Investing Answers Building and Protecting Your Wealth through Education Publisher of The Next Banks That Could Fail
Investing Answers Building and Protecting Your Wealth through Education Publisher of The Next Banks That Could Fail

Why You Want to Invest in Small-Cap Stocks

You may have been intrigued by stories of investors buying into Microsoft (Nasdaq: MSFT) in the early 1990s or Wal-Mart (NYSE: WMT) in the 1980s. Buying these companies when they were still small would have netted your investment millions. The good news is there are more stocks like Wal-Mart and Microsoft out there for the picking, in the form of small-cap stocks.

Definitions of what constitutes a small-cap stock vary, but the general rule is a stock with a market capitalization between $300 million and $2 billion. Stocks valued below $300 million are generally called micro-caps.

 
Small-caps can be listed on any stock exchange. However, most are found on the Nasdaq exchange or "Over-the-Counter" (OTC) because of the less demanding requirements for listing on those exchanges compared to the New York Stock Exchange.
 
One reason people invest in small-cap stocks is simply the challenge and thrill for some investors to attempt to make a fortune by finding the next small company that grows into a giant.
 
However, there is more than thrill chasing behind the rationale. There are cold, hard facts. As a whole, small-cap stocks have outperformed their large-cap brethren on a long-term historical basis. According to Ibbotson Associates, an investment consulting firm that tracks long-term data, from 1927 to 2007 small-cap stocks increased in value by more than +12% per year while large-cap stocks increased by about +10% per year during the same period.
 
The outperformance of small-cap stocks versus large-cap stocks is even more impressive when looking at the period when the overall economy is coming out of a recession. The following data, which covers from 1945 to 2007, was compiled by Morningstar and Old Mutual and compares the performance of both large and small-caps when coming out of recession (starting at the recession's end):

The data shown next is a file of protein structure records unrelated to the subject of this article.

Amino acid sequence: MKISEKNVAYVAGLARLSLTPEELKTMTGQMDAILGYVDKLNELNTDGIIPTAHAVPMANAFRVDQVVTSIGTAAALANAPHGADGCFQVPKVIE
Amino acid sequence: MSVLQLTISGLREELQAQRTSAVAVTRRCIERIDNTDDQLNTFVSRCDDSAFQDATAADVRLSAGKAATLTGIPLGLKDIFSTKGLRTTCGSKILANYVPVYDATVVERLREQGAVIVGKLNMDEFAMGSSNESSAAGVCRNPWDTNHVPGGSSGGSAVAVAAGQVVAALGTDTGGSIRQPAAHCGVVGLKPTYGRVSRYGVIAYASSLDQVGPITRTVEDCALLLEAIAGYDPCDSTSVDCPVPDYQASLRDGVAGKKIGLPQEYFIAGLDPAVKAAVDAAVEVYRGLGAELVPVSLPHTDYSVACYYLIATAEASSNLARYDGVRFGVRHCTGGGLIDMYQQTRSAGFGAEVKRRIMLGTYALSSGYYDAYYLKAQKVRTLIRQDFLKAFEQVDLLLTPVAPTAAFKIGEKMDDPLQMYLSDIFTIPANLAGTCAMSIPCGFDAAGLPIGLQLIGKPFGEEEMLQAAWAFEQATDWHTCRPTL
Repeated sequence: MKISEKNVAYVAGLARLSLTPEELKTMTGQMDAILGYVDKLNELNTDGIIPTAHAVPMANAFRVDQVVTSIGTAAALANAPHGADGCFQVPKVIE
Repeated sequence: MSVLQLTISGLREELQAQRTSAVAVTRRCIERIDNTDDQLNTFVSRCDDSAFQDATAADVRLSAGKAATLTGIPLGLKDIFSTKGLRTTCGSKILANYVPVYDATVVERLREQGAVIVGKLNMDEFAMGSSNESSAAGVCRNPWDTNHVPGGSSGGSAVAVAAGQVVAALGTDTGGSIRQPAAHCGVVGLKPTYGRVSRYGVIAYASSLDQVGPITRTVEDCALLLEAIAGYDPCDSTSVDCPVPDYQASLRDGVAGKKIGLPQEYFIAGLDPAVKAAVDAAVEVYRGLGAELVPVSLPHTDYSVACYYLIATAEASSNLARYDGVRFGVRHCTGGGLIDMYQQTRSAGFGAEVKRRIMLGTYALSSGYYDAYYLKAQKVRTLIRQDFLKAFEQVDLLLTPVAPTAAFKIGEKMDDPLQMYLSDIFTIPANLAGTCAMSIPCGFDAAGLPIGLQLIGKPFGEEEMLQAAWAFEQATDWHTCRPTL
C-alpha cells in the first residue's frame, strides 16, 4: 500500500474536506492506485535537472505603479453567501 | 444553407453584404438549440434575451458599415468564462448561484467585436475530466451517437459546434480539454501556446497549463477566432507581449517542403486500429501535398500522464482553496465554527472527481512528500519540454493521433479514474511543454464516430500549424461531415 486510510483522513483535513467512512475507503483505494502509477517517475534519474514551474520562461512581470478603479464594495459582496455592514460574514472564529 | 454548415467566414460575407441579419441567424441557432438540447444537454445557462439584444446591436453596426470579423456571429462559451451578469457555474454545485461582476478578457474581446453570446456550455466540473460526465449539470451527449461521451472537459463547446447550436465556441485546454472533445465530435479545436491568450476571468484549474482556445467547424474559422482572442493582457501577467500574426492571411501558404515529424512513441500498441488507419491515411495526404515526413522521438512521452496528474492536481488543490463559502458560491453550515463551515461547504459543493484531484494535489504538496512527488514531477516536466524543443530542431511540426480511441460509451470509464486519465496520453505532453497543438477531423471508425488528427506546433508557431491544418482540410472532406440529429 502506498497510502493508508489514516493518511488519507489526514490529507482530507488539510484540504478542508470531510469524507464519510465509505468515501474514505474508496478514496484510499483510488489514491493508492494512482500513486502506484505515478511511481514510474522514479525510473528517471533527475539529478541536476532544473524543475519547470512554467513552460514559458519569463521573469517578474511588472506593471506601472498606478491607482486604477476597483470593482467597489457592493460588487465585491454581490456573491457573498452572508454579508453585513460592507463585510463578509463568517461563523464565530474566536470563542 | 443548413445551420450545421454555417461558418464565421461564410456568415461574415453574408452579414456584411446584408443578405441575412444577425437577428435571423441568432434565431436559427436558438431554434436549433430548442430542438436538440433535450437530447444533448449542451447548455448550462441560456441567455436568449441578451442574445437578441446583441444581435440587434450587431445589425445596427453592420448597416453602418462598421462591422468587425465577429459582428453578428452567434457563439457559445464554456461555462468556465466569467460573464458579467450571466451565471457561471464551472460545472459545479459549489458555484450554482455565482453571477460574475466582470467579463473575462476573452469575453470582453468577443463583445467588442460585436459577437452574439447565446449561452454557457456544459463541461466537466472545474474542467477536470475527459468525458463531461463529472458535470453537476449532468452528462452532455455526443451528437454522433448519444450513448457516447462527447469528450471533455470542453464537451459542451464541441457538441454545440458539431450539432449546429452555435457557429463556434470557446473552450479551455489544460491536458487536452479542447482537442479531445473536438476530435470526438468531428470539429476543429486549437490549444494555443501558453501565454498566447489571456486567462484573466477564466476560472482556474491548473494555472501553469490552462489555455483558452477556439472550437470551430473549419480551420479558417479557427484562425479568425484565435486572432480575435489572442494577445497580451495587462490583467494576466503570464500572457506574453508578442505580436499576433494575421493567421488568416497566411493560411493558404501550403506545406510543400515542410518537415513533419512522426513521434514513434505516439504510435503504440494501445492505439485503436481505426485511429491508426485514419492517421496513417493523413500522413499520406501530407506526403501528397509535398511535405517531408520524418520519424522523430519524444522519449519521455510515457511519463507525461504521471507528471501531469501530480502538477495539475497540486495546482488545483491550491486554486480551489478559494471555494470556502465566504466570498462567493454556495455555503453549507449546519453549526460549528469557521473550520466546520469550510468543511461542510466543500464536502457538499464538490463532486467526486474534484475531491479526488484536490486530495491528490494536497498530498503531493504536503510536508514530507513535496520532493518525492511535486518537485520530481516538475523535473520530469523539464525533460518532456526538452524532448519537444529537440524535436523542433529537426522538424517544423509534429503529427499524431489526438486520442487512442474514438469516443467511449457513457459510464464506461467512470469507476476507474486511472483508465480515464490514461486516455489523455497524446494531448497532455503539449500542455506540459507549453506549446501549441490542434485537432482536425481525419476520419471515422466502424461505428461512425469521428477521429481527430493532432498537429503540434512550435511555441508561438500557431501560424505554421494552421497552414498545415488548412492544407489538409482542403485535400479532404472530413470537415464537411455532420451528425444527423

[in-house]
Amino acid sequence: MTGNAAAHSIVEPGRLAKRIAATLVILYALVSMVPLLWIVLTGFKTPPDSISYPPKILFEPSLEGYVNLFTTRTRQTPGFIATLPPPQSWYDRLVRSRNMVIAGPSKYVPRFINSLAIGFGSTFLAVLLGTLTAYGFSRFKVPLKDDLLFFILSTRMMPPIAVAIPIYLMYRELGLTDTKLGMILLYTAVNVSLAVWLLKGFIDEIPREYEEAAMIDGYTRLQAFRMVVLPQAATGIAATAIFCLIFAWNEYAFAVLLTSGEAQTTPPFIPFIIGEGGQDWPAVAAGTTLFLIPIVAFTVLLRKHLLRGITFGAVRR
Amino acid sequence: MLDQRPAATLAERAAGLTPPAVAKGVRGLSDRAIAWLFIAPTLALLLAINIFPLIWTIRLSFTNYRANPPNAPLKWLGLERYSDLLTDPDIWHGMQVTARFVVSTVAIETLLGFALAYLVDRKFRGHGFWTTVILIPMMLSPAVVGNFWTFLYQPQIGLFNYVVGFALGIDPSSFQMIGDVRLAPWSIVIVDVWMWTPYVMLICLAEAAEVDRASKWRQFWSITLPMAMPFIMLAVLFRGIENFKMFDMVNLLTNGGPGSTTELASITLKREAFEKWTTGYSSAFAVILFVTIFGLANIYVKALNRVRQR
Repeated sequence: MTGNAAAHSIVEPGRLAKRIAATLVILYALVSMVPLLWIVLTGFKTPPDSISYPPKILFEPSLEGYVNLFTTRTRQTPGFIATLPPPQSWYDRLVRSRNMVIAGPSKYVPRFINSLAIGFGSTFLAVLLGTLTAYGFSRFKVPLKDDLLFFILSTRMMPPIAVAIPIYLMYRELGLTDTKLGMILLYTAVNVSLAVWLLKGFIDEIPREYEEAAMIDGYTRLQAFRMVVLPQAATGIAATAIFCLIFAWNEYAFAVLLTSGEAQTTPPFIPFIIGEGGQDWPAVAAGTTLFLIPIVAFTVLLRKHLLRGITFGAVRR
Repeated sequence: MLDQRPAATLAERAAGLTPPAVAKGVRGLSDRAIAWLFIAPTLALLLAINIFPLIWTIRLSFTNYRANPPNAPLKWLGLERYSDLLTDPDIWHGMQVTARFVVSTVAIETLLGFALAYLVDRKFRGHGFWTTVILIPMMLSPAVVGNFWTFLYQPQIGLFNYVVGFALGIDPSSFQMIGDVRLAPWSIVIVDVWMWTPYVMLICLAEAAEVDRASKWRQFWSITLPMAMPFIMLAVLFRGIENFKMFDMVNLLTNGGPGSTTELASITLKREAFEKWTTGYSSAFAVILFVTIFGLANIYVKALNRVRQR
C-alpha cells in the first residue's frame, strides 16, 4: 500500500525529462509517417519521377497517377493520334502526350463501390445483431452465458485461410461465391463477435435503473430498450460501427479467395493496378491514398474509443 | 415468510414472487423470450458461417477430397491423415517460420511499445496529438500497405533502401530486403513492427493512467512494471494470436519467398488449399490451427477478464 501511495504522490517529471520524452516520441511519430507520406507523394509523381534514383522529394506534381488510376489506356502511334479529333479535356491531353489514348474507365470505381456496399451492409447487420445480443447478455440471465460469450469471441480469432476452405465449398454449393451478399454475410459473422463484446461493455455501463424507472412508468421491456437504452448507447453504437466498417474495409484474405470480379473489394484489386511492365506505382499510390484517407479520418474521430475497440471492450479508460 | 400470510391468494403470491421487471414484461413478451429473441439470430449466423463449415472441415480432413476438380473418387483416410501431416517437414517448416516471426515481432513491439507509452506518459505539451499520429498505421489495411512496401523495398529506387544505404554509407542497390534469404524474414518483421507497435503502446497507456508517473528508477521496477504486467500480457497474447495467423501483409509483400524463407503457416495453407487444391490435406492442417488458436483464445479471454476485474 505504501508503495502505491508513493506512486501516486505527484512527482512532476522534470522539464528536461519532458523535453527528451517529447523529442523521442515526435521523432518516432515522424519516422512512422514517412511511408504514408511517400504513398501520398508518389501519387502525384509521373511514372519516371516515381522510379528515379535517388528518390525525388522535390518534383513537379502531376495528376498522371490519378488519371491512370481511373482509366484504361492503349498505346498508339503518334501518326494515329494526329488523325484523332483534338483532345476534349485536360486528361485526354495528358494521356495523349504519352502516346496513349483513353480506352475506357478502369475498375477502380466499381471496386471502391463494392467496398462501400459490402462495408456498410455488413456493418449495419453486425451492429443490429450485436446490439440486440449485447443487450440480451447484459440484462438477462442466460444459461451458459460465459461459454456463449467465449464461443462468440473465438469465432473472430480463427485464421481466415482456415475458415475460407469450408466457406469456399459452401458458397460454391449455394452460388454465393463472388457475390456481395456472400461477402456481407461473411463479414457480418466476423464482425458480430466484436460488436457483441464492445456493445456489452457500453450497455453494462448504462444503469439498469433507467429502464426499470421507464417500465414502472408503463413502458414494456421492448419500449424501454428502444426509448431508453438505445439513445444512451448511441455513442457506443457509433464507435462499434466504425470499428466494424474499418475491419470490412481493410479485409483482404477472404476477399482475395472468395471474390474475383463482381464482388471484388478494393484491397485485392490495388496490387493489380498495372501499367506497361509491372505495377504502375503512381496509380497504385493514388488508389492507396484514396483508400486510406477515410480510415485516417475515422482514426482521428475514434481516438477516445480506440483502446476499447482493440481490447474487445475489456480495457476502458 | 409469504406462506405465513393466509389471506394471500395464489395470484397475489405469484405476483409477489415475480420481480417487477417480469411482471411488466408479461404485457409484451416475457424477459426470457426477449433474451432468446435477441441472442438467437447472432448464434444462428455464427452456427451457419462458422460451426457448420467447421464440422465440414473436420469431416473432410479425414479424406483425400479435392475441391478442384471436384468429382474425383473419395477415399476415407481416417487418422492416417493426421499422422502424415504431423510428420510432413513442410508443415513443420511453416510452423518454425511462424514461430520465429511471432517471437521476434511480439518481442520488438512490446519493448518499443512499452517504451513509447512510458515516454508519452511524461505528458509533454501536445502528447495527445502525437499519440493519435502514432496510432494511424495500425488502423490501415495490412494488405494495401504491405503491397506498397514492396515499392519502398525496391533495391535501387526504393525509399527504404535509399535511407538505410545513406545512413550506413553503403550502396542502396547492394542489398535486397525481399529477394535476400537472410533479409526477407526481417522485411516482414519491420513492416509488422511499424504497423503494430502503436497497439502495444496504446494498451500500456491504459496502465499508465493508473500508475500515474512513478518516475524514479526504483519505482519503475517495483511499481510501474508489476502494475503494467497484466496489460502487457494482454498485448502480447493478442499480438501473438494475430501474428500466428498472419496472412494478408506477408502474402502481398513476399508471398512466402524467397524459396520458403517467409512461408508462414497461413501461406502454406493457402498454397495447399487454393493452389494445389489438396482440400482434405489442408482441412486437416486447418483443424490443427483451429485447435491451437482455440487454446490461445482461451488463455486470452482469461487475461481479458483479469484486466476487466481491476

After 6 months: Small-caps - +20.1%   Large-caps - +11.4%
After 1 Year:      Small-caps - +33.7%   Large-caps - +12.1%
After 3 Years:   Small-caps - +74.0%   Large-caps - +17.7%
 
Why You May Want to Invest in Small-Caps
There are several reasons for the outperformance of small-cap companies that make them attractive investments. First, smaller companies are more nimble and can grow faster than their larger counterparts. This ability enables a small company to seize opportunities (release new products, enter new markets, etc.) much more quickly and efficiently than large corporations.
 
And since most small-cap companies have little or no visibility in the institutional investment community, there is often a disconnect between their stock prices and the fundamentals of the company. This gives smaller investors a tremendous opportunity to take advantage and purchase rapidly growing companies that the institutional investor cannot.
 
Many small-cap companies also receive little or no coverage from the Wall Street analyst community. Therefore, with the lack of analyst coverage for most small-cap companies, the advantage goes to the smaller investor who can possibly uncover some new, exciting development about a company before it becomes known to the investing community at large. This lack of visibility for small-cap companies can again lead to a huge discrepancy between its stock price and its actual value, benefiting investors.
 
Why You May NOT Want to Invest in Small-Caps
But there are also some disadvantages to investing in small-caps. Many small-cap stocks are thinly traded, so there is sometimes a lack of liquidity. This may make it difficult to get in or out of a particular small-cap without disturbing the price.
 
The lack of trading volume can also lead to a large spread between the buying and selling prices, making it more difficult to enter a trade at an attractive price. In addition, pitfalls such as not being able to always obtain financing and a heavy reliance on the domestic economy can make small-caps more risky than established large-cap companies.
 
However, many investors believe that the rewards for investing in small-cap stocks and the potential for large gains far outweighs the risks involved, and the long-term performance of small-cap stocks supports that belief.